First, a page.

Tracking the success of Johns Hopkins' high-profile COVID-19 website
Amid the COVID-19 pandemic, Johns Hopkins Medicine needed to provide accurate content very quickly in an information environment that was changing by the hour.
In a pre-pandemic world, the organization's content team would look to search engine optimization strategies to see what questions people are asking and determine what information would be most useful. However, that data was just not yet available for COVID-19 when the pandemic hit.
Even before the pandemic, Johns Hopkins Medicine's content strategy always involved meeting people where they are, and being in the places where they are looking for health information. Often, that is a search engine. When people are trying to solve a health problem, get more information on a diagnosis or help a loved one, they'll often turn to search engine results.
"We wanted to create high-quality, engaging content that would perform strongly on search engines and is easy to understand," said Aaron Watkins, senior director of Internet strategy at Johns Hopkins Medicine. "We published our first coronavirus content in January 2020 as the world began to witness the virus's impacts in China and before it would become a global pandemic."
By March 2020, the provider organization discovered its content was ranking No. 1 in searches, including "What is coronavirus?" and "Differences in COVID and flu symptoms." It developed the COVID-19 online self-checker and expanded its content into a hub of 90-plus articles, infographics and videos covering topics such as coronavirus symptoms, preventive measures, impacts on vulnerable populations and ways to maintain mental health.
"By making sure our content was available wherever people were looking for it, we increased traffic from social channels by 370%."
Aaron Watkins, Johns Hopkins Medicine
"With the website, we wanted to go beyond helping people just understand COVID-19, and also encourage people to take care of themselves," Watkins explained. "During a period of uncertainty as the pandemic wore on, we aimed to communicate that urgent care conditions are safe and that people should get the care they need."
MEETING THE CHALLENGE
Internally, Johns Hopkins Medicine adopted an all hands on deck mentality. It held daily huddles within the marketing and communications division, and all of its specialty teams including social media and editorial services. It received daily updates from medical experts inside the incident command center.
"We worked directly with clinical and research specialists, including infectious disease and emergency medicine experts, who led our command center to create content focused on symptoms and diagnosis, as well as best practices for prevention and wellness that could be implemented at home," Watkins recalled.
"With this collaborative mindset, combined with the unique perspectives and expertise of the Johns Hopkins faculty physicians, we were able to draw from information entrenched in research and cutting-edge approaches to medicine."
The new content creation model involves using taxonomy, state-of-the-art profiling, content scoring and personalization structures to reinforce a patient-first approach, he added. With this content, the organization was able to power its COVID-19 self-checker.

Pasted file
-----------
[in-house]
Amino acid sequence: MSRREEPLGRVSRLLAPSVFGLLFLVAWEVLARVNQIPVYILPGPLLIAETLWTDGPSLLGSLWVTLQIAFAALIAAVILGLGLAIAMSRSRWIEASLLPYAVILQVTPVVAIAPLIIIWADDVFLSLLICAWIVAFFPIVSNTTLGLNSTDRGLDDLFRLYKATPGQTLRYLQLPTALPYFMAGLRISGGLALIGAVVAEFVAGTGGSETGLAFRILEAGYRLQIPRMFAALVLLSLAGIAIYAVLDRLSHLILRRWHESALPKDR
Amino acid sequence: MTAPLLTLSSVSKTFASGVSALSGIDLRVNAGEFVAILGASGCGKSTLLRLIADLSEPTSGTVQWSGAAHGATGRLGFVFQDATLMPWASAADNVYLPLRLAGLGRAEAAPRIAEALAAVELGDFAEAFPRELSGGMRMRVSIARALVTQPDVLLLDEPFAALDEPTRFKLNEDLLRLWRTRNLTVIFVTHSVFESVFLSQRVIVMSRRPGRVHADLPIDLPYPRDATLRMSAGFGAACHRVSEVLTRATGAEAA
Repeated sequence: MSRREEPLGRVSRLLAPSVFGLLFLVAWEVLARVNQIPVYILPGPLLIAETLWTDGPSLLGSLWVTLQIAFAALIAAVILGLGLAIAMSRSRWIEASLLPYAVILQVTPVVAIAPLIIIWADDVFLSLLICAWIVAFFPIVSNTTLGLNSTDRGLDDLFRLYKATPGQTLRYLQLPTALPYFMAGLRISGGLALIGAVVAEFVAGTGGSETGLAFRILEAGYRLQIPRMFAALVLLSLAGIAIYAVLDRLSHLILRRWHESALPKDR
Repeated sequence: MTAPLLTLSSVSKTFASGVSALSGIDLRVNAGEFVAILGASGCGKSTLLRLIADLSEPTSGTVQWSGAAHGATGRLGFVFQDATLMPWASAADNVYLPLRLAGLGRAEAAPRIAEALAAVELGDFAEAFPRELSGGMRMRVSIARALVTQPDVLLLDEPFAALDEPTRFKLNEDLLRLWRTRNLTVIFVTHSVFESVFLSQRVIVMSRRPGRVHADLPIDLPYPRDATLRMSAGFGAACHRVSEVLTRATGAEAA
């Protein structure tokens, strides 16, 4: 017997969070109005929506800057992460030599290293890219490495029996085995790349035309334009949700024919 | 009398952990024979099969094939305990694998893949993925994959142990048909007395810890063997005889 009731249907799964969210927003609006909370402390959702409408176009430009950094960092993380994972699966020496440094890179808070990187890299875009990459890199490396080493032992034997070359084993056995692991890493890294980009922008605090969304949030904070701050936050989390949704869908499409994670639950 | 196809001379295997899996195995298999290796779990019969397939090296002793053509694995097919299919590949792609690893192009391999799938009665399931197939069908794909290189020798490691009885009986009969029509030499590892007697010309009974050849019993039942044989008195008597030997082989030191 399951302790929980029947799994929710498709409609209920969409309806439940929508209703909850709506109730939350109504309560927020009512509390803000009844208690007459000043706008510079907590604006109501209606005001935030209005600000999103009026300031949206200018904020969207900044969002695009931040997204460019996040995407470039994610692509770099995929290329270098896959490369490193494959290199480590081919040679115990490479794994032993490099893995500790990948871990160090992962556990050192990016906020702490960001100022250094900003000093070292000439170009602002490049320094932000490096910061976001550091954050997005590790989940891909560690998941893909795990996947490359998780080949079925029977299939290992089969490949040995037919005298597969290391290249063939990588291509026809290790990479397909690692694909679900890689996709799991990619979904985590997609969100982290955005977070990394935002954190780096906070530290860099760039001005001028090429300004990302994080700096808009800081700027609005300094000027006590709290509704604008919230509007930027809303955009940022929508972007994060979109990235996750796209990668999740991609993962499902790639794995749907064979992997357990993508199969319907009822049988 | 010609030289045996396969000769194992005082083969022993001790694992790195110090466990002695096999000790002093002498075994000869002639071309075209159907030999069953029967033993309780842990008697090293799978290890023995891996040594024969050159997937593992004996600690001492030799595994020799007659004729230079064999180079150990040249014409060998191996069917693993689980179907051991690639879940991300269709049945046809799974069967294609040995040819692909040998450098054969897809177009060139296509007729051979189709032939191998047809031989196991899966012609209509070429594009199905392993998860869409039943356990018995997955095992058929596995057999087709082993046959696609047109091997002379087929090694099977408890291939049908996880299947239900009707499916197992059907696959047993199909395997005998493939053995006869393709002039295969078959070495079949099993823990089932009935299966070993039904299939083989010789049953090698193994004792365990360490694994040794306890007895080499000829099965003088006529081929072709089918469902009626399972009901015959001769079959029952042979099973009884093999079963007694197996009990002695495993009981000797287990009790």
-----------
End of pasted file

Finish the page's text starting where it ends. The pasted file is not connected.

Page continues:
In terms of vendors, Johns Hopkins Medicine leveraged Sitecore's Experience Database (xDB) and Experience Platform (XP 8.2) to collect customer interaction data that enabled the provider organization to personalize web experiences.
The organization also worked with digital agency Berndt Group, a Sitecore Gold Partner with domain expertise in large hospital systems, D2C consumer commercial sites, nonprofits, professional associations and government sites.
"We considered that the content being created for COVID-19 could generate impacts beyond the specifics of the coronavirus," Watkins said. "We hoped that people reading our articles about wellness and COVID, older people and COVID, heart health as it relates to COVID, or babies and kids and COVID might also find value in articles about wellness, aging, heart health and children."
COVID-19 was one aspect of their interest, but Johns Hopkins could provide deeper value by guiding them to content to support longer-term needs. For example, visitors to a page on stress caused by the pandemic may create lifelong changes by reading content about stress management or developing healthy sleep or nutrition habits.
Johns Hopkins Medicine's main goal was to inform, and it believes a major success metric is traffic to the website.
It grew its visits to the coronavirus content to more than 38 million in seven months, and received one million page views per day in the early days of the pandemic in the U.S. It was able to drive so much traffic to the website by staying at pace with public questions and concerns and ensuring content was accessible to people who were looking for accurate COVID-19 information, Watkins said.
"Furthermore, by making sure our content was available wherever people were looking for it, we increased traffic from social channels by 370%," he added. "The average time people spent on our page is more than four minutes, which speaks to the level of engagement with our personalized content strategy."
ADVICE FOR OTHERS
"We'd advise other healthcare provider organizations to put customer needs first and meet people where they are," Watkins suggested. "A successful strategy involves leveraging personalization techniques and a strong content creation model to deliver information that will be of value and easy to understand for your customers."